While it is impossible to determine the operational characteristics of complex, distributed, networked forces that do not yet exist, one can examine other disciplines for force design principles, potential experimental hypotheses, and new ideas about the command, control, and operation of distributed collectives. One of the most fruitful disciplines for such an exercise is the study of wolf pack behavior. Animal behavior has long inspired other traditional types of military operations, and pack behavior itself was a metaphor for U-boat tactics in World War II.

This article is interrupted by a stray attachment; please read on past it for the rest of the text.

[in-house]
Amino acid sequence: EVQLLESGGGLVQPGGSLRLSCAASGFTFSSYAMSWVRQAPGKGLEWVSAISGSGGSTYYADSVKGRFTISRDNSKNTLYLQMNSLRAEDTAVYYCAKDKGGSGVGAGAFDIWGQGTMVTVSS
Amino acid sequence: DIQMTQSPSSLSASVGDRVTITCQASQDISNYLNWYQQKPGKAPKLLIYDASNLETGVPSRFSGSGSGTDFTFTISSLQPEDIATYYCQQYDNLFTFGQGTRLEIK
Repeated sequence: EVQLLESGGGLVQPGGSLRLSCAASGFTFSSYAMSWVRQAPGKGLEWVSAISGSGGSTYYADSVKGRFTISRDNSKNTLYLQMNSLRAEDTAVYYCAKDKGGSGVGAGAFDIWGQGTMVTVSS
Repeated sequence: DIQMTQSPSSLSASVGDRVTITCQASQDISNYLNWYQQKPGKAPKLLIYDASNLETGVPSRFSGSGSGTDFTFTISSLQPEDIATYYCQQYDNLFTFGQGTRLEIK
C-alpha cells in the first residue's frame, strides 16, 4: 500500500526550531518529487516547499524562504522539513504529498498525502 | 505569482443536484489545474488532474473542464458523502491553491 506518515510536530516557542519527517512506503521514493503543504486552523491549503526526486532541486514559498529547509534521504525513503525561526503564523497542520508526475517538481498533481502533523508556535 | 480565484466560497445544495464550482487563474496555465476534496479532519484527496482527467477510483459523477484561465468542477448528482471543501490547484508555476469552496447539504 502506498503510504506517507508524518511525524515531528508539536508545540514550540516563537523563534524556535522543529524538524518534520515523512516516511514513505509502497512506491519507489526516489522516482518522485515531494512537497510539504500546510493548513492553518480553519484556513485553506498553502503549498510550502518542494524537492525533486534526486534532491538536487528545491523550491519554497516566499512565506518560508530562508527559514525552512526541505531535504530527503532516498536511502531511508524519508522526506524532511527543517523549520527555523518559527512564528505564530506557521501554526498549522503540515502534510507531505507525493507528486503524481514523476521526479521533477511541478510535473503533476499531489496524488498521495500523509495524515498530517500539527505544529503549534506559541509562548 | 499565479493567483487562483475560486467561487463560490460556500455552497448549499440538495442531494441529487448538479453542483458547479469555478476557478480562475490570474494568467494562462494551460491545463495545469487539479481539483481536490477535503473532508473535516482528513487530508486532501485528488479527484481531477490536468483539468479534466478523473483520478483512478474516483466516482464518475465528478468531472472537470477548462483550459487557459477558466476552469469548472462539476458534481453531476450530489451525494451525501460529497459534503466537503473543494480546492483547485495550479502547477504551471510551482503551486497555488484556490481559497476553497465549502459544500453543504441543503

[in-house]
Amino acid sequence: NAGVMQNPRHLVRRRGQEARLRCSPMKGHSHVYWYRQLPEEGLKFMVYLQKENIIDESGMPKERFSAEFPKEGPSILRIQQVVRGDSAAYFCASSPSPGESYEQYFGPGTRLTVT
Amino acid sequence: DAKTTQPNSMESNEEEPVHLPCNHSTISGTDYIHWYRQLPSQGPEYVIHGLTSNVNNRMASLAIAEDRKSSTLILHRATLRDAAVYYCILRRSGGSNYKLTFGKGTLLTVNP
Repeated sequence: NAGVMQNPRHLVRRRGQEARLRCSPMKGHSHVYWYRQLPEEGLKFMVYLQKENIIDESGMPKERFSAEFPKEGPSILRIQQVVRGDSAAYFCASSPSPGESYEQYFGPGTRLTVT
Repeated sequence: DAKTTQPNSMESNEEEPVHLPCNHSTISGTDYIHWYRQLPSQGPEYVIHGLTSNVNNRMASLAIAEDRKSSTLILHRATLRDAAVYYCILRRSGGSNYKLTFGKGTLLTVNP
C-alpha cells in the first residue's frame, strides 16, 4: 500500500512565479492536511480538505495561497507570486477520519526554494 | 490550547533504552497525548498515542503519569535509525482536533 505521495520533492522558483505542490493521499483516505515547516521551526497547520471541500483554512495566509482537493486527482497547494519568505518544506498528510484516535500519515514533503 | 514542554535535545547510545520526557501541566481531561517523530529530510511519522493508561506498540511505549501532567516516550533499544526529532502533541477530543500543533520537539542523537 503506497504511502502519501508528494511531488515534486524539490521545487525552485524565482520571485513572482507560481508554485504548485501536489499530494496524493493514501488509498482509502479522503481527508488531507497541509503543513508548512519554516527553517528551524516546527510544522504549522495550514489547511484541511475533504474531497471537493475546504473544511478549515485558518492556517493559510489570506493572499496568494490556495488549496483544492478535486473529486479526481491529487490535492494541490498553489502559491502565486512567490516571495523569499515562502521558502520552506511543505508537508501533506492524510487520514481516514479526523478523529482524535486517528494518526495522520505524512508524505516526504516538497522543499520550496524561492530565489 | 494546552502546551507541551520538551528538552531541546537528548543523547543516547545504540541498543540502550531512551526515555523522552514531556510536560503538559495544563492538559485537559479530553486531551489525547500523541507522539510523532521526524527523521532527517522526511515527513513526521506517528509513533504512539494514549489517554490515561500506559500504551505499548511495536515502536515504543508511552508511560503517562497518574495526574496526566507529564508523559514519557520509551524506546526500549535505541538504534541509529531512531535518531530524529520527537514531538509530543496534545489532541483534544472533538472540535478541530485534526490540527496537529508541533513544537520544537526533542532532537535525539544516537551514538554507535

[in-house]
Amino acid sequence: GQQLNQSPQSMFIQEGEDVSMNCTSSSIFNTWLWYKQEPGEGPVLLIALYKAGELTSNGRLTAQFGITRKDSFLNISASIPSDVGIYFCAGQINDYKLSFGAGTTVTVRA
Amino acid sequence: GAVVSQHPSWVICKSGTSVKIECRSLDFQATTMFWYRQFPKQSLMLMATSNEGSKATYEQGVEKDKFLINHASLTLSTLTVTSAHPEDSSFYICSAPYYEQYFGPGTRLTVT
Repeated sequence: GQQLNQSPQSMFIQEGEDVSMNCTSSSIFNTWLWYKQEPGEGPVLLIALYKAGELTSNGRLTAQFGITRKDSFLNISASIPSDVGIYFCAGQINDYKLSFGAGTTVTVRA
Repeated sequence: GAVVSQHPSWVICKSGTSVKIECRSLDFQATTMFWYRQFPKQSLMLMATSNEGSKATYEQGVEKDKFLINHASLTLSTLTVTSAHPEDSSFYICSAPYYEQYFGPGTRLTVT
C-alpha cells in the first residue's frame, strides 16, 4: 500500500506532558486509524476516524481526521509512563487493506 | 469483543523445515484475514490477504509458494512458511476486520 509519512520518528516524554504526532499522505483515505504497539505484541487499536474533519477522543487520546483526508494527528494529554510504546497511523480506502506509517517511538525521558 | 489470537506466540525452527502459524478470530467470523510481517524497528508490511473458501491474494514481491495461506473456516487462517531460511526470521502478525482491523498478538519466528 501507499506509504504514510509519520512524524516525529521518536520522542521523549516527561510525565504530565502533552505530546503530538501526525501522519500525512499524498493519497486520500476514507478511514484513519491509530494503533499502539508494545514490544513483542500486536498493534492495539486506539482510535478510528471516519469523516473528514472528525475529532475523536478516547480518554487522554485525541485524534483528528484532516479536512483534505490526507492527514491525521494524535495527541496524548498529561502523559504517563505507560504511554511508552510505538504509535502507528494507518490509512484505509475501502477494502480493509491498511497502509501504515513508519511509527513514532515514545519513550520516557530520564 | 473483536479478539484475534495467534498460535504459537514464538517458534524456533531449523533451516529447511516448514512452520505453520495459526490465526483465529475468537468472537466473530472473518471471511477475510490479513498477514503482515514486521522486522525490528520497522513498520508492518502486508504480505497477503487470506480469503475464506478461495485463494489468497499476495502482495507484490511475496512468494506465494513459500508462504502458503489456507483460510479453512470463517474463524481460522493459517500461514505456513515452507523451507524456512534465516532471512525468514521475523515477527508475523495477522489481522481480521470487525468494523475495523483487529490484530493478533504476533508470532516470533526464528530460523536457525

At a basic level, wolf packs are similar to military forces in that wolves must both hunt and attack their quarry just as military forces must search and destroy opposing combatants. From a distributed, networked forces perspective, these two functions reflect the dual prerequisite for adaptive behavior: exploration and exploitation. The wolf survives because the pack succeeds, and pack success is collective. Just as distributed, networked forces can be defeated in detail without collective support from the rest of the force, ostracized wolves quickly die alone once banished by their packs.